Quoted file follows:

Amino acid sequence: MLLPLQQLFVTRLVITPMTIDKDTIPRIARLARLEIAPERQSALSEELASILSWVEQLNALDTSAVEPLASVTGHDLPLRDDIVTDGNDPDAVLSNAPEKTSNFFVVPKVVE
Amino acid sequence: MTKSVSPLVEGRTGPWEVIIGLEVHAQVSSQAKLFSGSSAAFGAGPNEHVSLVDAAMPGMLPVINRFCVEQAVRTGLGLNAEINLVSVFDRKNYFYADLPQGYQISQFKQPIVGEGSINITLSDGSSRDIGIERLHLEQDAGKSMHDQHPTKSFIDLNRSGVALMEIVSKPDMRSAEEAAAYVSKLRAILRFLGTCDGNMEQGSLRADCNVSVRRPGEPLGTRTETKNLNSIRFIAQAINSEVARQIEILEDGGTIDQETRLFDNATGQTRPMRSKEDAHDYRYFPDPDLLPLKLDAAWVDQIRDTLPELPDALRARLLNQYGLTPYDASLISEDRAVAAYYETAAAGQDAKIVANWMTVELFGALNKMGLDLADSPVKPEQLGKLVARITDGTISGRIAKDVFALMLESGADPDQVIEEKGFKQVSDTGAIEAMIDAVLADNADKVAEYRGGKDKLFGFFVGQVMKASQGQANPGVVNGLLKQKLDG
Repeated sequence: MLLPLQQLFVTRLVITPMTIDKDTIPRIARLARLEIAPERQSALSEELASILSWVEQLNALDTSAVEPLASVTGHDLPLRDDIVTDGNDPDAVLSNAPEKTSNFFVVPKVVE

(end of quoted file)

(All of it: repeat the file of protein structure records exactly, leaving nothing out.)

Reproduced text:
Amino acid sequence: MLLPLQQLFVTRLVITPMTIDKDTIPRIARLARLEIAPERQSALSEELASILSWVEQLNALDTSAVEPLASVTGHDLPLRDDIVTDGNDPDAVLSNAPEKTSNFFVVPKVVE
Amino acid sequence: MTKSVSPLVEGRTGPWEVIIGLEVHAQVSSQAKLFSGSSAAFGAGPNEHVSLVDAAMPGMLPVINRFCVEQAVRTGLGLNAEINLVSVFDRKNYFYADLPQGYQISQFKQPIVGEGSINITLSDGSSRDIGIERLHLEQDAGKSMHDQHPTKSFIDLNRSGVALMEIVSKPDMRSAEEAAAYVSKLRAILRFLGTCDGNMEQGSLRADCNVSVRRPGEPLGTRTETKNLNSIRFIAQAINSEVARQIEILEDGGTIDQETRLFDNATGQTRPMRSKEDAHDYRYFPDPDLLPLKLDAAWVDQIRDTLPELPDALRARLLNQYGLTPYDASLISEDRAVAAYYETAAAGQDAKIVANWMTVELFGALNKMGLDLADSPVKPEQLGKLVARITDGTISGRIAKDVFALMLESGADPDQVIEEKGFKQVSDTGAIEAMIDAVLADNADKVAEYRGGKDKLFGFFVGQVMKASQGQANPGVVNGLLKQKLDG
Repeated sequence: MLLPLQQLFVTRLVITPMTIDKDTIPRIARLARLEIAPERQSALSEELASILSWVEQLNALDTSAVEPLASVTGHDLPLRDDIVTDGNDPDAVLSNAPEKTSNFFVVPKVVE